Put the following in .screenrc:

  multiuser on
  acladd <other username>
Then, start a screen, and the other user can join it using:

  screen -x <your username>/
The slash at the end is important.

I like to add some stuff to the screenrc setting up a status bar at the bottom showing all the windows and which users are viewing which window, but I'd have to dig out my old screenrc to remember how.

Skype for audio chat, or some other audio chat (even just a phone call which is what we did a lot back in the day) is essential. Video is less important and hogs a lot of bandwidth.

Good luck, I really hope collaborative remote programming becomes more popular!

I have used GNU Screen + Skype in the past as well and it worked out quite well.

"I like to add some stuff to the screenrc setting up a status bar at the bottom showing all the windows and which users are viewing which window, but I'd have to dig out my old screenrc to remember how." Or you could use Byobu(https://launchpad.net/byobu) which is an enhancement of GNU Screen and comes with a lot of good features.

There's a demo video at http://pair.io that explains it pretty well (along with some GitHub setup magic)

We decided to have a little fun with the open sourcing and play with some cool new open source tech for a change :).

I settled on vert.x (the server container that requires Java 7) because it seemed to have a lot of affordances out of the box for client-server transport, and it's architecture made it easy to port/re-build pieces of our server stack.

But yeah, Java7 on Mac is a pita :(.

Isn't vert.x a little bit "young" for Google to use?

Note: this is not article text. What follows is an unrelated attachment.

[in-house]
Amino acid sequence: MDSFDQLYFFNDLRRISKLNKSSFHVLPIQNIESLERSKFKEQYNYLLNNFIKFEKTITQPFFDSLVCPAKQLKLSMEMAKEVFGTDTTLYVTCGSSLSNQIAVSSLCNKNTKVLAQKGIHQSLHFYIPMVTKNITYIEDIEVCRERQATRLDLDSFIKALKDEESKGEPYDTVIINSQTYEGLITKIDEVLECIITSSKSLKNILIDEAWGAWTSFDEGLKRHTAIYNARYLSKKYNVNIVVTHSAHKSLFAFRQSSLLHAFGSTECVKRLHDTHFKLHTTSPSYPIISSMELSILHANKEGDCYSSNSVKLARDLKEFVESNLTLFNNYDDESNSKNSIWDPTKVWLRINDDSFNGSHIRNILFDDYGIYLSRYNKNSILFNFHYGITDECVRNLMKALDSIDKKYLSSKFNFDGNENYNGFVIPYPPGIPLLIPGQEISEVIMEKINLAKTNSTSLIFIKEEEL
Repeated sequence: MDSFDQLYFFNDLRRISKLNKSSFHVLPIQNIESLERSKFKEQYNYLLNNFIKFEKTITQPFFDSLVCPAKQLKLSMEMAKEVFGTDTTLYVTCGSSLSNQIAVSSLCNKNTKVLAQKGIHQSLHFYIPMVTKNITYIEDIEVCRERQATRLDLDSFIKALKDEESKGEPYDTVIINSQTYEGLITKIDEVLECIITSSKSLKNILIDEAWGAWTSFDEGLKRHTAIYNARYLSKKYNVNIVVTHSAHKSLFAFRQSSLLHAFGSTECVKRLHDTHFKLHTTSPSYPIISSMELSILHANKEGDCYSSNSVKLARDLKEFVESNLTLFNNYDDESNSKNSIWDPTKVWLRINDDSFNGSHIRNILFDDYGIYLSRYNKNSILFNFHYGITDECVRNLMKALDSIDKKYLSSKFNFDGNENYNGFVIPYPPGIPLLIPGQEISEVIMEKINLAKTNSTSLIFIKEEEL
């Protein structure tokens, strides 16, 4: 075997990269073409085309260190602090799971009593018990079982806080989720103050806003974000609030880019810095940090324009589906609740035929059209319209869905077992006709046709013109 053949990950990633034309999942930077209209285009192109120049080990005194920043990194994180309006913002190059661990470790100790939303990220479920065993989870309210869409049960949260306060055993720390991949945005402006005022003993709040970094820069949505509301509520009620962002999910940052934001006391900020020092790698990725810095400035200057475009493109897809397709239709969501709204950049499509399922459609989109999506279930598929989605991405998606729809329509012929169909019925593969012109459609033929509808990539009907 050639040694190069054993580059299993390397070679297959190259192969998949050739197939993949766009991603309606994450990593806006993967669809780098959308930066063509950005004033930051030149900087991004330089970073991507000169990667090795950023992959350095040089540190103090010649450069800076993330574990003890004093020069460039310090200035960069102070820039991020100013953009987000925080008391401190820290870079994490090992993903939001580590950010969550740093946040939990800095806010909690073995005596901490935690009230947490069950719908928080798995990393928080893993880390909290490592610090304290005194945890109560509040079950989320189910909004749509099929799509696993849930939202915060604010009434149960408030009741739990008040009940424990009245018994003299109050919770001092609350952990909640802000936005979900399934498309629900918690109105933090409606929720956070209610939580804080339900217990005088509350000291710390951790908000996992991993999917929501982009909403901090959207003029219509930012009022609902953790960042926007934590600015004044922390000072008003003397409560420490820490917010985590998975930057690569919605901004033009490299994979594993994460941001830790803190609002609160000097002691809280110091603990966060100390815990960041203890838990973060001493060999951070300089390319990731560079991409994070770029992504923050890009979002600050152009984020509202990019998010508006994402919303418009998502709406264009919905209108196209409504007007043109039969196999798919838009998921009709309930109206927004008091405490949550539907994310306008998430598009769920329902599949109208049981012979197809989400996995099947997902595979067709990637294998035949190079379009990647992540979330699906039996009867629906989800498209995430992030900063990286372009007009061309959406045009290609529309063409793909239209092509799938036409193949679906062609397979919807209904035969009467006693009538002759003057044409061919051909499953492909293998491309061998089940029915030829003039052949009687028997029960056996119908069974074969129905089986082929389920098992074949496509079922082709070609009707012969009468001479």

why sad?

... because this is what happens when I use Java-based tools that are associated with Google (i.e. Eclipse+ADT): http://i46.tinypic.com/300tyc9.png

If you're complaining about the memory usage, lower the max heap size with the arguments: -Xms512m -Xmx512m. If it's CPU usage: turn off some of those addons. You can't say Java 7 is the root cause of the CPU usage and not Eclipse.

It's meant to run on a server i think, reducing memory so it's laptop friendly probably was not a driving feature

Plus Java feels like it has a target painted on its back by malware authors these days.

I was really excited to look at the new collaborative IDE, unfortunately the requested link returned a 404 error. Bummer...

The link was pasted twice - the correct link is https://plus.google.com/109697072684132989725/posts/WwRaBNhJ...

Sorry about that, I can't edit it, hopefully an admin can fix it.

It uses Google Wave. Well I guess it's not totally dead.

Not really. "It doesn't really use any parts of Wave's collab stack...We only really use the Keyboard signal event stuff from Wave since it is a pretty great library" -Jamie Yap's comment on g+ post.

Apache Wave is alive and well. BTW, I think we can stop calling it Google Wave :-)

I run Apache Wave on my laptop just to kick the tires and I had it on a server for a while so I could ask a few people to try it with me. It is an instant install and run from either the svn or mirrored git repo, if you use the default file store. Configuring it with MongoDB as a data store takes some more effort.